“I was scared the first time I came because it was new. I’d never lived with an English family. I didn’t speak English properly and I didn’t want to go out from the house.”
But under Galashan’s care that is changing. “I go to violin class and English class three times a week. I sing in a choir too, I love music. I do voluntary work with children in after-school holiday clubs and I volunteer in a cafe. I’ve done a lot of things in 18 months.
“Before I just didn’t think anything good would happen to me. Kathy helped me with English and gives me a two hour class every week. Now I have confidence. People look at me like a person now. You can see it. Before when you said hello to people they’d be thinking you want to go to their home.”
Flaven’s circumstances are not uncommon. Of those being hosted by volunteers, 44% have had an asylum application turned down and are trying to find a way to stay in the country. Once an asylum claim is rejected you are not eligible for state support with housing or to work.
In many cases no further action is taken from the Home Office to remove them from the country, for example if the country is a politically difficult one to remove them to, leaving them in destitute and homeless.
A Home Office spokesperson said: “The UK has a proud history of granting asylum to those who need it and asylum seekers who would otherwise be destitute are provided with free accommodation while applications are considered.
“People granted refugee status in the UK become eligible to mainstream benefits, including access to accommodation, free access to NHS healthcare and all children are entitled to free primary and secondary education. They also have unrestricted access to the labour market.
“Each asylum application is carefully considered on its merits and where someone is found not to need our protection we expect them to leave the country voluntarily.”
Flaven says she fled Eritrea as a teenager because her family were members of the pentecostal church. Since this is not one of four recognised religions in Eritrea, membership can result in being singled out for state-sponsored persecution and imprisonment.
She describes first arriving in Britain when she was 17 in November 2008 and applying for asylum. She says she was housed in Cardiff for a while and when her case was refused she had to leave government-funded accommodation and came to London in 2010.
“I would sleep in Finsbury Park in the day and just sit on the bus all night. The best was the 29 from Wood Green to Trafalgar Square. I slept on the back seat. I was scared of the police all the time.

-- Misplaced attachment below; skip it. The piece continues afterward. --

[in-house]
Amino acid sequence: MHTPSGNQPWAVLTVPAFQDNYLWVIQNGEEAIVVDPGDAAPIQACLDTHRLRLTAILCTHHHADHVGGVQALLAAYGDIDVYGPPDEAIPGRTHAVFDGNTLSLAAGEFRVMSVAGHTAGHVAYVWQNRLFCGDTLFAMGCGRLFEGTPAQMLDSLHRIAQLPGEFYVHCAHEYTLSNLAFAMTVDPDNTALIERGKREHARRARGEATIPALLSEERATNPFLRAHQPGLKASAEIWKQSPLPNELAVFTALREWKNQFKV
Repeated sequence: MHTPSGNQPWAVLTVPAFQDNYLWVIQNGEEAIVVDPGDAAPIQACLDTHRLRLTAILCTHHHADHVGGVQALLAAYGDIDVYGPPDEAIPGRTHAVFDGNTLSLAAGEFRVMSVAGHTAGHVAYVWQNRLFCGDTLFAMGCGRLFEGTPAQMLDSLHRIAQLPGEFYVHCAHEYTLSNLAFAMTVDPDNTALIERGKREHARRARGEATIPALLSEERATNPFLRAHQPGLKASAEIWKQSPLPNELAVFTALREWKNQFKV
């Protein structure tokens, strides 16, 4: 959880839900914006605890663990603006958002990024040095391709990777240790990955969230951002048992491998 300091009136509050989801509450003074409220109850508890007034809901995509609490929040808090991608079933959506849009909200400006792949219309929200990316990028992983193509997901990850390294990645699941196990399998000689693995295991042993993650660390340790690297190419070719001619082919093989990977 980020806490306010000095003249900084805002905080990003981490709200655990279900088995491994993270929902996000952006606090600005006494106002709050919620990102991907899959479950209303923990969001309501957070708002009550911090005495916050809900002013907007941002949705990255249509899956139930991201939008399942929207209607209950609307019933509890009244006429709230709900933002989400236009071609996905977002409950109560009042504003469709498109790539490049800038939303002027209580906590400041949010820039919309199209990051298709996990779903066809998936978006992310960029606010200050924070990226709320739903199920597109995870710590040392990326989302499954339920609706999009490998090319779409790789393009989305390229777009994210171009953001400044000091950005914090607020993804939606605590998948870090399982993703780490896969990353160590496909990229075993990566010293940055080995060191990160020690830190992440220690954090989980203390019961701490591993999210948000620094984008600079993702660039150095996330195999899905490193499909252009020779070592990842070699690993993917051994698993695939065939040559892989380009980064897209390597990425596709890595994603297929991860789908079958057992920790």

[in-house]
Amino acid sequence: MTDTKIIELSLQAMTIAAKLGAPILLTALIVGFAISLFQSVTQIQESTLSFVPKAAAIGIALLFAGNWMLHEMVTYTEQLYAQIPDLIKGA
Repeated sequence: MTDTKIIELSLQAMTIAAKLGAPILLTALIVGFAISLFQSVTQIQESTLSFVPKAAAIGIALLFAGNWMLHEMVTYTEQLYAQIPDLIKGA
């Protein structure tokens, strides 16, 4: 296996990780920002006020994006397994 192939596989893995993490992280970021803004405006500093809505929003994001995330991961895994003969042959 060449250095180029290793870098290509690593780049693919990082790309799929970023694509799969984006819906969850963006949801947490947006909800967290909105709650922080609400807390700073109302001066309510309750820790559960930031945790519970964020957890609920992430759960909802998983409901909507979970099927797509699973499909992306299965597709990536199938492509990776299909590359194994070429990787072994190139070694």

“I slept rough a lot of times. I met a lady through church who had a new baby and I stayed with her and looked after her baby. I didn’t even know how to change Pampers and I couldn’t cook. I slept in the living room. Two weeks before Christmas came she said, ‘you need to go out and find somewhere else to live.’ She just moved me out. Every day I had to go from church to church to sleep.”
It was at this point, Flaven says, that she got pregnant. Of the circumstances of the pregnancy she is vague and sad, saying only, “Sometimes you did things to get warm.”
For child protection reasons, children and women who are more than 37 weeks pregnant are automatically given accommodation by the state, even if their immigration case has been turned down.
For a few months Flaven says she had a house in Croydon and then a flat in East Ham before giving birth to a girl in January 2015. Then things got far worse.
“After a month the baby died”, Flaven says. “I took her in for a check up. They put oxygen in her nose and mouth and she couldn’t breathe.”
Under immigration housing rules, the death of her baby also meant the end of her housing. “Once they knew my baby died they made me move on in two weeks,” she said. “Sometimes I felt god didn’t want me to be happy.”
She stayed in a nunnery and various shelters before the London Housing Network put her in touch with Galashan. After a string of failed asylum applications and appeals, she is unsure what to do next to guarantee her future in Britain. But now that she at least has a home, she feels a lot more positive.
“I’m still scared because I don’t know what’s going to happen tomorrow,” she said, “But since I came here everything has changed.”
This story was updated to explain that the figure of 1,907 people housed in the network included other kinds of accommodation, such as shelters. The number hosted in people's spare rooms was 833.
In his interview with BuzzFeed News, David Smith, NACCOM chief executive, said the Boaz Trust in Manchester had been hosting people since 2014. The correct date should actually be 2004.